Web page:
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The use of methanethiosulfonates as thiol-specific modifying reagents in the strategy of combined site-directed mutagenesis and chemical modification allows virtually unlimited opportunities for creating new protein surface environments. As a consequence of our interest in electrostatic manipulation as a means of tailoring enzyme activity and specificity, we have adopted this approach for the controlled incorporation of multiple negative charges at single sites in the representative serine protease, subtilisin Bacillus lentus (SBL). A series of mono-, di- and triacidic acid methanethiosulfonates were synthesized and used to modify cysteine mutants of SBL at positions 62 in the S2 site, 156 and 166 in the S1 site and 217 in the S1' site. Kinetic parameters for these chemically modified mutant (CMM) enzymes were determined at pH 8.6 under conditions which ensured complete ionization of the unnatural amino acid side-chains introduced. The presence of up to three negative charges in the S1, S1' and S2 subsites of SBL resulted in up to 11-fold lowered activity, possibly due to interference with oxyanion stabilization of the transition state of the hydrolytic reactions catalyzed. Each unit increase in negative charge resulted in a raising of K(M) and a reduction of k(cat). However, no upper limit was observed for increases in K(M), whereas decreases in k(cat) reached a limiting value. Comparison with sterically similar but uncharged CMMs revealed that electrostatic effects of negative charges at positions 62, 156 and 217 are detrimental, but are beneficial at position 166. These results indicate that the ground-state binding of SBL to the standard substrate, Suc-AAPF-pNA, to SBL is reduced, but without drastic attenuation of catalytic efficiency, and show that SBL tolerates high levels of charge at single sites.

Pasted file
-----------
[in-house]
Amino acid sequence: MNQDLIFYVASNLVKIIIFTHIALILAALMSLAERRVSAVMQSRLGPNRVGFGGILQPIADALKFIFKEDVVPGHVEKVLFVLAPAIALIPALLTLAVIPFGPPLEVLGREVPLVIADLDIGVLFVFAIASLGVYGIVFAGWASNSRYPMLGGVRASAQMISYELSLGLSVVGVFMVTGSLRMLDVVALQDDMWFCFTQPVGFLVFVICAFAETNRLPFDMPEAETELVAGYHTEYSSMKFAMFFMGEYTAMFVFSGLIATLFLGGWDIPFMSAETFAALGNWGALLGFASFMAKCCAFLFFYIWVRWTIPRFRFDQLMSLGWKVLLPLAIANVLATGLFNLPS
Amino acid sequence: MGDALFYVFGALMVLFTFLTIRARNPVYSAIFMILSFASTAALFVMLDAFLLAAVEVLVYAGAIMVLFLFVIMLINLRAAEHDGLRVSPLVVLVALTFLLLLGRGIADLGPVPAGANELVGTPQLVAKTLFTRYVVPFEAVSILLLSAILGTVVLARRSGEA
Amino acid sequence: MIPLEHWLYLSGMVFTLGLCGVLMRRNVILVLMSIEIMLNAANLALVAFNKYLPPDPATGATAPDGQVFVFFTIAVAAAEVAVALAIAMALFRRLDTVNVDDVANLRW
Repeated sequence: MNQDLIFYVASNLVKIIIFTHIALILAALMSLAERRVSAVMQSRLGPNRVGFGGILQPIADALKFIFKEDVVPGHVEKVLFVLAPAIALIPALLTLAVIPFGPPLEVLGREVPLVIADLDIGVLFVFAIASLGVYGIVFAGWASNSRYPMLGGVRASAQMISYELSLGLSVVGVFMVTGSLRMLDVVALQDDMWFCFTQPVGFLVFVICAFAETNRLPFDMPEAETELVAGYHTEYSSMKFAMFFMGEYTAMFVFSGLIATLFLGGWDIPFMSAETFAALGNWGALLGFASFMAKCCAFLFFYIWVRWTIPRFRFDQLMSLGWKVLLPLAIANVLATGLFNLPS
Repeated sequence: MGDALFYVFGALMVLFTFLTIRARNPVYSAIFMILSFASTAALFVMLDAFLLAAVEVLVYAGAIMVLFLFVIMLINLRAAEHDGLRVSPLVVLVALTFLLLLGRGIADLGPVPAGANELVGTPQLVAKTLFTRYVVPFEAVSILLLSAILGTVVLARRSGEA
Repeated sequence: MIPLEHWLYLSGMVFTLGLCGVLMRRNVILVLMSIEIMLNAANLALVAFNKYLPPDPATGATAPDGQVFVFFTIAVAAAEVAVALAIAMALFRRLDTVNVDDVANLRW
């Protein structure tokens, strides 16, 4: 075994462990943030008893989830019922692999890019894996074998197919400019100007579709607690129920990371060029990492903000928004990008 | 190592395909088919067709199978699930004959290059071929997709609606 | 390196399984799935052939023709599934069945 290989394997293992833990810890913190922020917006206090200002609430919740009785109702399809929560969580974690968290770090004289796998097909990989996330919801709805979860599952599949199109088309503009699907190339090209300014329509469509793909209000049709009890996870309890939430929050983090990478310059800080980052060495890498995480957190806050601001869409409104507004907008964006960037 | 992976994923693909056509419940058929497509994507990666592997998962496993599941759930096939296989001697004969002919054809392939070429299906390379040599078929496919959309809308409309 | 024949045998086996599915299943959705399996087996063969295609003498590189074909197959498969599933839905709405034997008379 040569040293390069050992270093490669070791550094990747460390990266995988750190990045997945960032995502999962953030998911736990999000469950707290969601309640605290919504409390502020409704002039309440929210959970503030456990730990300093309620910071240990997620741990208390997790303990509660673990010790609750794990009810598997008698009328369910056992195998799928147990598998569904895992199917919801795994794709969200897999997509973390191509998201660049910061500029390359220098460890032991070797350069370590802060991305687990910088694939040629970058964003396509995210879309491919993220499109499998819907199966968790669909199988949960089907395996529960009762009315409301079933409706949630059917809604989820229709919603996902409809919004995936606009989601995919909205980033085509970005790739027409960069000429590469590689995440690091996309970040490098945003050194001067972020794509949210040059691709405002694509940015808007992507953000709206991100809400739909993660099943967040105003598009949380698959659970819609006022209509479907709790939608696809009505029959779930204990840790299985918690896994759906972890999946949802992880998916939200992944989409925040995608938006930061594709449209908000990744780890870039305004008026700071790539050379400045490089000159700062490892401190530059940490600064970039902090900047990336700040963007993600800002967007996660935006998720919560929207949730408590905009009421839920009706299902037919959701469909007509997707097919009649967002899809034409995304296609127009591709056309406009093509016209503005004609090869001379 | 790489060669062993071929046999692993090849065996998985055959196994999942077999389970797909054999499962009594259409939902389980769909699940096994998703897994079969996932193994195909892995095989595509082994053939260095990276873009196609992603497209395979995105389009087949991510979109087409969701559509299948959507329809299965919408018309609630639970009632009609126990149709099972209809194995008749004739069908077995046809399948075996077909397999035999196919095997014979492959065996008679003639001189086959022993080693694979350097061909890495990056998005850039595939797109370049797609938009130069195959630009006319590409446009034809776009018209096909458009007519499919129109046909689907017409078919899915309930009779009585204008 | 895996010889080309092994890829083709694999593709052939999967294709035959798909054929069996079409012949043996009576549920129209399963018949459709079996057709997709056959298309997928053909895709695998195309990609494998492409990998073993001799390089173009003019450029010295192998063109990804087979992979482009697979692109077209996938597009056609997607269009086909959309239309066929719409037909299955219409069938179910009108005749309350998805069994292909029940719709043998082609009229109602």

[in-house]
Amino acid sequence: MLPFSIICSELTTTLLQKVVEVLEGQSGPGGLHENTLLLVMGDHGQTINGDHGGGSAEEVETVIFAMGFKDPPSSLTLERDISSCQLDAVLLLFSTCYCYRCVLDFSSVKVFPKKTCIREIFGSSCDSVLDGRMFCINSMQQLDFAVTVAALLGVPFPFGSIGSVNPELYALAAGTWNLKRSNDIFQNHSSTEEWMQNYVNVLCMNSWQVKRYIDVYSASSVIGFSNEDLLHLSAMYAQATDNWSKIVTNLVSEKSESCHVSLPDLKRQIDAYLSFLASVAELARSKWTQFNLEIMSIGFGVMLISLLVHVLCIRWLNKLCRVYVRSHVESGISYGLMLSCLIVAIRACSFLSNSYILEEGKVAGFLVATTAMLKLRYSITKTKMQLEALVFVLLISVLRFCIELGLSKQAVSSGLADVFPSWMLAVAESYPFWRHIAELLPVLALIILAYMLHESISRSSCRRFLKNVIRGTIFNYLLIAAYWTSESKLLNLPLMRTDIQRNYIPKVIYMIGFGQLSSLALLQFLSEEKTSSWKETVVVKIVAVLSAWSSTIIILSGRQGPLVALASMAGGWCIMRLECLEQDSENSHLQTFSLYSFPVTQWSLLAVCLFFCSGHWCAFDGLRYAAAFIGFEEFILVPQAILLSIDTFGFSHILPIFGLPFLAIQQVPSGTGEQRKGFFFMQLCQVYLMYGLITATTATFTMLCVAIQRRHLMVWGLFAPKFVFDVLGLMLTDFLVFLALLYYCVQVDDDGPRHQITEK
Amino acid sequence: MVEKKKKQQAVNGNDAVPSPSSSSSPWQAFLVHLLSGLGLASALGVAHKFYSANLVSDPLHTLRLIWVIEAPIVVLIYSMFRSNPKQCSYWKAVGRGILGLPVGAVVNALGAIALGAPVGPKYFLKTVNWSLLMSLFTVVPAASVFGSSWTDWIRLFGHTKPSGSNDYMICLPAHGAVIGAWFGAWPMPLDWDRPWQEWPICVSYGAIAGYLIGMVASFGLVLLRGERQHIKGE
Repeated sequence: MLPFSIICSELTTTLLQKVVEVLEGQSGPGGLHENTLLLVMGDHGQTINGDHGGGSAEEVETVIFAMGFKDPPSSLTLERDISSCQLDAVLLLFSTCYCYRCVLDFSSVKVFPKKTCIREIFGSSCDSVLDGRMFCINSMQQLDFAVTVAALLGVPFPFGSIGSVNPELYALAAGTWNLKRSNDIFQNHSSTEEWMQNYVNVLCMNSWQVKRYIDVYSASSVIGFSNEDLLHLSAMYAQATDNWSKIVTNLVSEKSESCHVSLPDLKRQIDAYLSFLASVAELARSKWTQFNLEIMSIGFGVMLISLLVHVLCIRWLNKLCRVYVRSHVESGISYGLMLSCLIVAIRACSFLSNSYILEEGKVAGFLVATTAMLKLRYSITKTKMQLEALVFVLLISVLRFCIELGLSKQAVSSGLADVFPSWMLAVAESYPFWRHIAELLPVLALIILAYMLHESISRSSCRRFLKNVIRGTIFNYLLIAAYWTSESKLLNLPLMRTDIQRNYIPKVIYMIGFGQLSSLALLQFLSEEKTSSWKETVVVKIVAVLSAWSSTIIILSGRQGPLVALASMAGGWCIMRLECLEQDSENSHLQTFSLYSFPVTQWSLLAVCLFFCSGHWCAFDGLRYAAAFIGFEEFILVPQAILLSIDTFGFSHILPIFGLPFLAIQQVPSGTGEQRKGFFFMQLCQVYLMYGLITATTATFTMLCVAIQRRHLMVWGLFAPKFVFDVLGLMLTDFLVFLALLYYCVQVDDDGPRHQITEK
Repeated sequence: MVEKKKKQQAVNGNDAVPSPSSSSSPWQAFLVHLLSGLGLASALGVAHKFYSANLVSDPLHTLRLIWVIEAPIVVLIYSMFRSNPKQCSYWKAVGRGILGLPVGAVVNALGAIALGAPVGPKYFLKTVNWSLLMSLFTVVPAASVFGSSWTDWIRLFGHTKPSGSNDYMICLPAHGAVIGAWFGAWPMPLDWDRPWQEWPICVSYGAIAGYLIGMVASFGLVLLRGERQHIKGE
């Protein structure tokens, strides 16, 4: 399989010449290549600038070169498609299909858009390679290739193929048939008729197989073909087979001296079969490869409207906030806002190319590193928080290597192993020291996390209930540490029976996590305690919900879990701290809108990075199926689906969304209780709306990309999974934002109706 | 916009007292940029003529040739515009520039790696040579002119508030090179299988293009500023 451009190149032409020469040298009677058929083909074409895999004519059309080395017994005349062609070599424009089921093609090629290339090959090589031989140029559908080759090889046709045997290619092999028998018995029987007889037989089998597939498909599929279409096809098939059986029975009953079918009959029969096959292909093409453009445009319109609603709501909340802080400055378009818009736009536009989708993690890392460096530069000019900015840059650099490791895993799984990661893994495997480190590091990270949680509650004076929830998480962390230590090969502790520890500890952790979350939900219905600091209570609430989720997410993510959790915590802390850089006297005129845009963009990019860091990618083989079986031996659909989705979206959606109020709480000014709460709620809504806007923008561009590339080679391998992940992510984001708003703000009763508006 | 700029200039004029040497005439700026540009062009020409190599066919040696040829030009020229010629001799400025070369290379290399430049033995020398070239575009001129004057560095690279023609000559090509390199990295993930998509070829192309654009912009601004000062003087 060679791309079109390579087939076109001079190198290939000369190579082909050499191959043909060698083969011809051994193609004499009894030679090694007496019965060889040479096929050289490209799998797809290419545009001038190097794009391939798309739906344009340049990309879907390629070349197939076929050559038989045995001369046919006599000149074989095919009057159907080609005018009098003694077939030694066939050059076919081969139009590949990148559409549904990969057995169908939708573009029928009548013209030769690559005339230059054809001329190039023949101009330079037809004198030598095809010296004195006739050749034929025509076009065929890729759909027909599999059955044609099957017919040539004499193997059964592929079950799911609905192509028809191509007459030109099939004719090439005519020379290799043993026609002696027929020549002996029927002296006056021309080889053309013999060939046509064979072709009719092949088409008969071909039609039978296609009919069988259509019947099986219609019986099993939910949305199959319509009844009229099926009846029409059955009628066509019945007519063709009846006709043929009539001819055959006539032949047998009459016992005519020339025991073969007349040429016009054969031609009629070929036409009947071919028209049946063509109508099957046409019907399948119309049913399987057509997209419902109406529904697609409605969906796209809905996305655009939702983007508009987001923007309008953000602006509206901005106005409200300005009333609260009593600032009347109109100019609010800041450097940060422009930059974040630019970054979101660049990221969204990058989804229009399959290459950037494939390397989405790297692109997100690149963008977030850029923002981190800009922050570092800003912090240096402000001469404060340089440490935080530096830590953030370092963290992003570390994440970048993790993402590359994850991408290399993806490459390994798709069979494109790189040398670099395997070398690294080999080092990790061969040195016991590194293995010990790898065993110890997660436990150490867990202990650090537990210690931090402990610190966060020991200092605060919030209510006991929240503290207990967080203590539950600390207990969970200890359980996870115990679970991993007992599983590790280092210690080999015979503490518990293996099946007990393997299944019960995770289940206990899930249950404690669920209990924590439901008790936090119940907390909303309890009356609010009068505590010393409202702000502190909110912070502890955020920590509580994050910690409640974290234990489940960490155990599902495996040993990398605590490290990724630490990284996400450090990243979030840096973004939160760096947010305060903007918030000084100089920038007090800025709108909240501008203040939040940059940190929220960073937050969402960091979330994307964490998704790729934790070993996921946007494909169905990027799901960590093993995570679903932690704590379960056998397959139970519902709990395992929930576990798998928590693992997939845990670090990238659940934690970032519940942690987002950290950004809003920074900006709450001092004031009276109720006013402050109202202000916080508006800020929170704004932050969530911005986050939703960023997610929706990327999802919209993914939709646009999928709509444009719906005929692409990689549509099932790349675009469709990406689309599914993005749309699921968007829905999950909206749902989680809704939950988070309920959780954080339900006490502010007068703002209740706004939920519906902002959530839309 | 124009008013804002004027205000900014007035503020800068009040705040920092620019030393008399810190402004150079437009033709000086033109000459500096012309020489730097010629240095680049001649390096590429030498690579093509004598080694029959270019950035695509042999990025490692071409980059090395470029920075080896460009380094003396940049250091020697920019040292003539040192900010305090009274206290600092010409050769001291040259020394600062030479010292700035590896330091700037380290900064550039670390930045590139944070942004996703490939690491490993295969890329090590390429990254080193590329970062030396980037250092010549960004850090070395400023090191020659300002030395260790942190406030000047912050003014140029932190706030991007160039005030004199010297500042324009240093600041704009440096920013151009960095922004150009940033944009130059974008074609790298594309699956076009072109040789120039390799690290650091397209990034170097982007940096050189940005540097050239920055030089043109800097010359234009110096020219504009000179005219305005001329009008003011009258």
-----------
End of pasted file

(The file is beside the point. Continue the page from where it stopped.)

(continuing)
Original publication




Journal article


Bioorg Med Chem

Publication Date





2293 - 2301


Amino Acids, Bacillus, Catalysis, Electrochemistry, Kinetics, Mutagenesis, Site-Directed, Subtilisin, Sulfhydryl Reagents, Thiosulfonic Acids